People typically consume only fruits, milk, or vrat recipes made of sabudana, singhada or samak rice. Salt, grains, onions/garlic, nonvegetarian food, and alcohol are avoided.
Preparing the feast after fasting
In the evening, devotees break their fast once food is offered to Brahmins, cows or snakes. Elaborate feasts are prepared consisting of favorite regional dishes, sweets and savories.
Poojas and pujas
Intricate rituals and prayers are performed to show devotion towards the nagas.
Items used for the poojas
Milk, flowers, fruits, raw cotton yarn, sesame and green gram seeds, turmeric, kumkum, and incense sticks are offered during the pooja. Pictures or idols of snake gods like Sheshnag may also be used.
Mantras and prayers recited
The main mantras chanted during Nag Panchami pujas are the Nagayaksha Stotram, Nagarjuna Stotram, and Nagendraharaya Trilochanaya. Shanti path prayers are also recited for universal peace.
Visiting nag temples
Special temples dedicated to snake gods are popular places to visit on Nag Panchami.
Popular nag temples to visit
Some renowned nag temples are located at Hardevja in Jaipur, Nagaraja Temple in Kerala, Nagathamman Temple in Tamil Nadu, and Bhuvaneshwar’s Naga Keshari Temple.
Rituals performed at nag temples
Devotees bathe the idols with milk and offer flowers, lamp, fruits, coins, and naivedyam. Performing abhishekam, reciting mantras, and singing bhajans and aartis are also part of the rituals.
Regional celebrations and traditions
Nag Panchami is celebrated throughout India but with some regional differences in rituals and customs.
In south India, Nag Panchami is an elaborate affair celebrated with much fervor.
Andhra Pradesh and Tamil Nadu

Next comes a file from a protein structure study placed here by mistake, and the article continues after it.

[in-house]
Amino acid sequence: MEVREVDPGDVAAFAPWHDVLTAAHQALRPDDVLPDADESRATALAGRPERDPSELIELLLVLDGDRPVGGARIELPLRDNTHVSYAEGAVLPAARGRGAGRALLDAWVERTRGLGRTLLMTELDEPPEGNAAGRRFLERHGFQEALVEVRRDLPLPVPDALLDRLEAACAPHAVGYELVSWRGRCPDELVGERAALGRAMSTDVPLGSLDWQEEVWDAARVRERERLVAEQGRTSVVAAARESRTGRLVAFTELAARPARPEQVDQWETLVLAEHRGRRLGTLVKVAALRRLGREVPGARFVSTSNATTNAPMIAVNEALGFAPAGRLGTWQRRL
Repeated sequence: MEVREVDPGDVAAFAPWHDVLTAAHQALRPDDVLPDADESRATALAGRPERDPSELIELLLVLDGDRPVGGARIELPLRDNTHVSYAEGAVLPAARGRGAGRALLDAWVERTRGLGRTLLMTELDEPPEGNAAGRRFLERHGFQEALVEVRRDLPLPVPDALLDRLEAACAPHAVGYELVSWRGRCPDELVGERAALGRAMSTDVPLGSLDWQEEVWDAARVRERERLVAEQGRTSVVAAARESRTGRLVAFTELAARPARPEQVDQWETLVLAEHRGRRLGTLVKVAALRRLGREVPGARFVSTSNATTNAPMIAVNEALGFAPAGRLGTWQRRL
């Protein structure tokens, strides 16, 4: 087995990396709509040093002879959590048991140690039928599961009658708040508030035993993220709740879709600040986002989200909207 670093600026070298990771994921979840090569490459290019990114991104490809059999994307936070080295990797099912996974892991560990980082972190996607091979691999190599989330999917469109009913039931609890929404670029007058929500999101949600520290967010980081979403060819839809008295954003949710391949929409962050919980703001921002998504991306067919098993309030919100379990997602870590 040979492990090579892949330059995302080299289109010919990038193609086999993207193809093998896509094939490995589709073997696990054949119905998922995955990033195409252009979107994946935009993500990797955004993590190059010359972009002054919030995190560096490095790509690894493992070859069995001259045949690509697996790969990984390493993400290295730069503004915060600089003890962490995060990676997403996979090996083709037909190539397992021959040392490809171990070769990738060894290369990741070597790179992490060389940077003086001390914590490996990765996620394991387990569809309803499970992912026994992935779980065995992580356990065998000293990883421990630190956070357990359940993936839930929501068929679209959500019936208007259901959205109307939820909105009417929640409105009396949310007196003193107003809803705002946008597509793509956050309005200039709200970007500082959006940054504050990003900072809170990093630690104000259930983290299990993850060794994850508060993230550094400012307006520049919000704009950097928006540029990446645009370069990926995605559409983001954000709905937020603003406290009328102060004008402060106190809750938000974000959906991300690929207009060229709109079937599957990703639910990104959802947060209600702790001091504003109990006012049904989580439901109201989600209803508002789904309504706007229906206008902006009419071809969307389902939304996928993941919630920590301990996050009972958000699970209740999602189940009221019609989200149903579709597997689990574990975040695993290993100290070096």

Married women decorate their front yards with rangolis and visit ant hills to offer puja.
Kerala celebrates Nag Panchami on a grand scale at temples like the famous Mannarasala Temple where thousands congregate to offer snake worship.
People visit nag temples, offer milk to snakes, and touch iron nails or tools as a protection from accidental snake bites.
In north India, people keep fasts and worship nag deities on Nag Panchami.
The Banagaja Temple in Bagpat district sees special aarti and offerings made to snake idols.
Bihar and Jharkhand
Sisters pray for their brothers’ health and prosperity on this day.
At the Hardevja Temple, devotees bathe the main nag idol in panchamrit and offer dhoop-deep.
Significance of snakes in Indian culture
Snakes hold a significant place in Hinduism right from ancient mythology to folk culture.
Snakes in Hindu mythology
Snakes are accorded divine reverence in Hindu texts and legends.
Prominent snake gods and goddesses
Sheshnag, Vasuki, Kaliya, Manasa, and Nagraj are some popular Hindu snake deities.
Snakes and legends associated with various gods
Lord Shiva wears snakes as ornaments. Lord Vishnu rests on Sheshnag. Lord Krishna danced on Kaliya’s hoods. These are just a few examples.
Snakes as symbols and in folklore
Nagas symbolize fertility, luck, protection, and eternity in Hindu iconography. Cobras are worshipped in various folk traditions as snake stones, anthills etc.
Nag Panchami holds an auspicious place in the Hindu calendar. The festival is a day to revere serpents who hold wisdom, eternity, and divinity in Indian culture. It brings people together in celebrating age-old customs of worshipping the mystical nagas and seeking their blessings. Nag Panchami reminds Hindus to respect all forms of life as sacred manifestations of the divine.